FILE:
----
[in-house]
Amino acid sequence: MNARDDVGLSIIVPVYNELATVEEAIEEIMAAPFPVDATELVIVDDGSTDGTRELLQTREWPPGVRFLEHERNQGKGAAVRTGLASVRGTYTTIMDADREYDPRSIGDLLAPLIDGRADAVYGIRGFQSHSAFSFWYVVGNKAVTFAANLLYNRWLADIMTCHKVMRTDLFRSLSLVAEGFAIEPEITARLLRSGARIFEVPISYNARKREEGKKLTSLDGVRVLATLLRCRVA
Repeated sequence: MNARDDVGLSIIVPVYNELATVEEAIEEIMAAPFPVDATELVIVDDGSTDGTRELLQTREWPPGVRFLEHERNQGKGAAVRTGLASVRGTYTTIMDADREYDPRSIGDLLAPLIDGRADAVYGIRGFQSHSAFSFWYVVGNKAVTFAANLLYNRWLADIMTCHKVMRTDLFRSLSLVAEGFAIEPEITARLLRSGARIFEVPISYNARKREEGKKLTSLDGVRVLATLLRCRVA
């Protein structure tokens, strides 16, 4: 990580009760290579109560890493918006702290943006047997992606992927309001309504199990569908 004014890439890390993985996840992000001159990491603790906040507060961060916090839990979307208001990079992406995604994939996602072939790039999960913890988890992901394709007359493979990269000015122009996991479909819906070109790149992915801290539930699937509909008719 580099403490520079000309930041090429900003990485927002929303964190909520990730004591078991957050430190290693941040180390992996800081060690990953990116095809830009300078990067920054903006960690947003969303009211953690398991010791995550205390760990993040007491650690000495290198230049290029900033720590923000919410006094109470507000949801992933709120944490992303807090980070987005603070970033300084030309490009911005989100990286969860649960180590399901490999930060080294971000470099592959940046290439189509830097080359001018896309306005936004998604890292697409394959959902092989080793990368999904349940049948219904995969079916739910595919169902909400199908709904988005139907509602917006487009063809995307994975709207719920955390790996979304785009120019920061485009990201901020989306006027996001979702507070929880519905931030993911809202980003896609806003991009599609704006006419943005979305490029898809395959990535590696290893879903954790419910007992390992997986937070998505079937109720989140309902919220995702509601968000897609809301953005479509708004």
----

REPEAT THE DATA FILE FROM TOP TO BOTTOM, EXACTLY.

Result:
[in-house]
Amino acid sequence: MNARDDVGLSIIVPVYNELATVEEAIEEIMAAPFPVDATELVIVDDGSTDGTRELLQTREWPPGVRFLEHERNQGKGAAVRTGLASVRGTYTTIMDADREYDPRSIGDLLAPLIDGRADAVYGIRGFQSHSAFSFWYVVGNKAVTFAANLLYNRWLADIMTCHKVMRTDLFRSLSLVAEGFAIEPEITARLLRSGARIFEVPISYNARKREEGKKLTSLDGVRVLATLLRCRVA
Repeated sequence: MNARDDVGLSIIVPVYNELATVEEAIEEIMAAPFPVDATELVIVDDGSTDGTRELLQTREWPPGVRFLEHERNQGKGAAVRTGLASVRGTYTTIMDADREYDPRSIGDLLAPLIDGRADAVYGIRGFQSHSAFSFWYVVGNKAVTFAANLLYNRWLADIMTCHKVMRTDLFRSLSLVAEGFAIEPEITARLLRSGARIFEVPISYNARKREEGKKLTSLDGVRVLATLLRCRVA
């Protein structure tokens, strides 16, 4: 990580009760290579109560890493918006702290943006047997992606992927309001309504199990569908 004014890439890390993985996840992000001159990491603790906040507060961060916090839990979307208001990079992406995604994939996602072939790039999960913890988890992901394709007359493979990269000015122009996991479909819906070109790149992915801290539930699937509909008719 580099403490520079000309930041090429900003990485927002929303964190909520990730004591078991957050430190290693941040180390992996800081060690990953990116095809830009300078990067920054903006960690947003969303009211953690398991010791995550205390760990993040007491650690000495290198230049290029900033720590923000919410006094109470507000949801992933709120944490992303807090980070987005603070970033300084030309490009911005989100990286969860649960180590399901490999930060080294971000470099592959940046290439189509830097080359001018896309306005936004998604890292697409394959959902092989080793990368999904349940049948219904995969079916739910595919169902909400199908709904988005139907509602917006487009063809995307994975709207719920955390790996979304785009120019920061485009990201901020989306006027996001979702507070929880519905931030993911809202980003896609806003991009599609704006006419943005979305490029898809395959990535590696290893879903954790419910007992390992997986937070998505079937109720989140309902919220995702509601968000897609809301953005479509708004």